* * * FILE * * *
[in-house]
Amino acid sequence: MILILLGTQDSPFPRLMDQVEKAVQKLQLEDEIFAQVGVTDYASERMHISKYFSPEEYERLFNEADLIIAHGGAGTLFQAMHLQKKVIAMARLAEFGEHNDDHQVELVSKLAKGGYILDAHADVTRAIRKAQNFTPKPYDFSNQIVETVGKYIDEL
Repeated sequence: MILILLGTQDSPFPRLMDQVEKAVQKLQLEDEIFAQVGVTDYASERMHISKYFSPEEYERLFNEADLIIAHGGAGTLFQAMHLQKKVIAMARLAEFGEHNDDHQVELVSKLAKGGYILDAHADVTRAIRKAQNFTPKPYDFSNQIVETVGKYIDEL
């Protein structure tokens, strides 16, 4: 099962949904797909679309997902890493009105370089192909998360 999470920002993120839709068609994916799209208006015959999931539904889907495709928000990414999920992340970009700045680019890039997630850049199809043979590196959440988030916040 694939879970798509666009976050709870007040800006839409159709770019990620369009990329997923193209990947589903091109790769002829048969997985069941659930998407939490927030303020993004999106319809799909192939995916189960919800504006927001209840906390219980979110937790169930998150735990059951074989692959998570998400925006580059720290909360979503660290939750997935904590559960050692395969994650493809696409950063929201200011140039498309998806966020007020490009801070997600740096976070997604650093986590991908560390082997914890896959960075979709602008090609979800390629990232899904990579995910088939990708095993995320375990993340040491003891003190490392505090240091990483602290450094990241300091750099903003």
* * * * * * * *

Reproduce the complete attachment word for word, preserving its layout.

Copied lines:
[in-house]
Amino acid sequence: MILILLGTQDSPFPRLMDQVEKAVQKLQLEDEIFAQVGVTDYASERMHISKYFSPEEYERLFNEADLIIAHGGAGTLFQAMHLQKKVIAMARLAEFGEHNDDHQVELVSKLAKGGYILDAHADVTRAIRKAQNFTPKPYDFSNQIVETVGKYIDEL
Repeated sequence: MILILLGTQDSPFPRLMDQVEKAVQKLQLEDEIFAQVGVTDYASERMHISKYFSPEEYERLFNEADLIIAHGGAGTLFQAMHLQKKVIAMARLAEFGEHNDDHQVELVSKLAKGGYILDAHADVTRAIRKAQNFTPKPYDFSNQIVETVGKYIDEL
């Protein structure tokens, strides 16, 4: 099962949904797909679309997902890493009105370089192909998360 999470920002993120839709068609994916799209208006015959999931539904889907495709928000990414999920992340970009700045680019890039997630850049199809043979590196959440988030916040 694939879970798509666009976050709870007040800006839409159709770019990620369009990329997923193209990947589903091109790769002829048969997985069941659930998407939490927030303020993004999106319809799909192939995916189960919800504006927001209840906390219980979110937790169930998150735990059951074989692959998570998400925006580059720290909360979503660290939750997935904590559960050692395969994650493809696409950063929201200011140039498309998806966020007020490009801070997600740096976070997604650093986590991908560390082997914890896959960075979709602008090609979800390629990232899904990579995910088939990708095993995320375990993340040491003891003190490392505090240091990483602290450094990241300091750099903003």